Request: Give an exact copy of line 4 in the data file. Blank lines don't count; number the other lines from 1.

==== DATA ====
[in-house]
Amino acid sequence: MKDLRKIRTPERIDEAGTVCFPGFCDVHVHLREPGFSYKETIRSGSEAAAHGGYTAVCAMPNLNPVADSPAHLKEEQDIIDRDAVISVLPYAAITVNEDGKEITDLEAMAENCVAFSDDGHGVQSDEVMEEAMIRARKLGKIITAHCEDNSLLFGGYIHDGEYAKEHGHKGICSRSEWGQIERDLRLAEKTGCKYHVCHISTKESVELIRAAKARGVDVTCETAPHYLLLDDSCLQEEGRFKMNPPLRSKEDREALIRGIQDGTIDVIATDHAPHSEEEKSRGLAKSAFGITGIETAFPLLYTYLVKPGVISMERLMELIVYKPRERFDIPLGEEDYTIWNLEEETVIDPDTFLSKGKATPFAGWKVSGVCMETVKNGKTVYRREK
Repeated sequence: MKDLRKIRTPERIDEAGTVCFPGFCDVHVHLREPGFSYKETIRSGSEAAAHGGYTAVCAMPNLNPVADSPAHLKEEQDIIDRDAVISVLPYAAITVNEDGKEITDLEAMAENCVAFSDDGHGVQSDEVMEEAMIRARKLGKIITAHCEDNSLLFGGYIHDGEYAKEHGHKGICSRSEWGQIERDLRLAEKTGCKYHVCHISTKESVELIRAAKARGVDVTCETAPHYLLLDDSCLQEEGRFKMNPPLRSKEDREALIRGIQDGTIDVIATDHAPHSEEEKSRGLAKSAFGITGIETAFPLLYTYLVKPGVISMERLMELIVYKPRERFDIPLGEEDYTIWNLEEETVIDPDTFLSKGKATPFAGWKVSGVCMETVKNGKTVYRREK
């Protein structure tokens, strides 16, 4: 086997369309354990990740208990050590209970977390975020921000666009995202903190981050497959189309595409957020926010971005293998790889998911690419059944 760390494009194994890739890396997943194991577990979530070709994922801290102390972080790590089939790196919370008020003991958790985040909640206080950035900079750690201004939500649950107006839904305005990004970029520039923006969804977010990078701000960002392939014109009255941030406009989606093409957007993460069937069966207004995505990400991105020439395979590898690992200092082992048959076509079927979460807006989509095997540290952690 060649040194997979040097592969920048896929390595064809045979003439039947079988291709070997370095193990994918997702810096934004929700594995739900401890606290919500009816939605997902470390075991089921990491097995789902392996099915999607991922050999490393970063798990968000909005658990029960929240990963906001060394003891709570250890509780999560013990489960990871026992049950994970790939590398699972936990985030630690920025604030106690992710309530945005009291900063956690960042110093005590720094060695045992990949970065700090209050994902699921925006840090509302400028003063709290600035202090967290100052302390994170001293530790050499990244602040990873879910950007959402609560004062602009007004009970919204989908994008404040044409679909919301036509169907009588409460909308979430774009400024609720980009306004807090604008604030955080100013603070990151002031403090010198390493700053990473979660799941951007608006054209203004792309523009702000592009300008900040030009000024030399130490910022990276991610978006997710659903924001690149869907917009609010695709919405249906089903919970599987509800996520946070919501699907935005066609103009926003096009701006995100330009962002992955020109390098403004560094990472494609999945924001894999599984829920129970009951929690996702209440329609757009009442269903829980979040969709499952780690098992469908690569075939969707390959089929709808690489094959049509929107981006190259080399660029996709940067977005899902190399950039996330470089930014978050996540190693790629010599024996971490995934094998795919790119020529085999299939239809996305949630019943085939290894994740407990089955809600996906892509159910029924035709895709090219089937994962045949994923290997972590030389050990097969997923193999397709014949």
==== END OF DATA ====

């Protein structure tokens, strides 16, 4: 086997369309354990990740208990050590209970977390975020921000666009995202903190981050497959189309595409957020926010971005293998790889998911690419059944 760390494009194994890739890396997943194991577990979530070709994922801290102390972080790590089939790196919370008020003991958790985040909640206080950035900079750690201004939500649950107006839904305005990004970029520039923006969804977010990078701000960002392939014109009255941030406009989606093409957007993460069937069966207004995505990400991105020439395979590898690992200092082992048959076509079927979460807006989509095997540290952690 060649040194997979040097592969920048896929390595064809045979003439039947079988291709070997370095193990994918997702810096934004929700594995739900401890606290919500009816939605997902470390075991089921990491097995789902392996099915999607991922050999490393970063798990968000909005658990029960929240990963906001060394003891709570250890509780999560013990489960990871026992049950994970790939590398699972936990985030630690920025604030106690992710309530945005009291900063956690960042110093005590720094060695045992990949970065700090209050994902699921925006840090509302400028003063709290600035202090967290100052302390994170001293530790050499990244602040990873879910950007959402609560004062602009007004009970919204989908994008404040044409679909919301036509169907009588409460909308979430774009400024609720980009306004807090604008604030955080100013603070990151002031403090010198390493700053990473979660799941951007608006054209203004792309523009702000592009300008900040030009000024030399130490910022990276991610978006997710659903924001690149869907917009609010695709919405249906089903919970599987509800996520946070919501699907935005066609103009926003096009701006995100330009962002992955020109390098403004560094990472494609999945924001894999599984829920129970009951929690996702209440329609757009009442269903829980979040969709499952780690098992469908690569075939969707390959089929709808690489094959049509929107981006190259080399660029996709940067977005899902190399950039996330470089930014978050996540190693790629010599024996971490995934094998795919790119020529085999299939239809996305949630019943085939290894994740407990089955809600996906892509159910029924035709895709090219089937994962045949994923290997972590030389050990097969997923193999397709014949």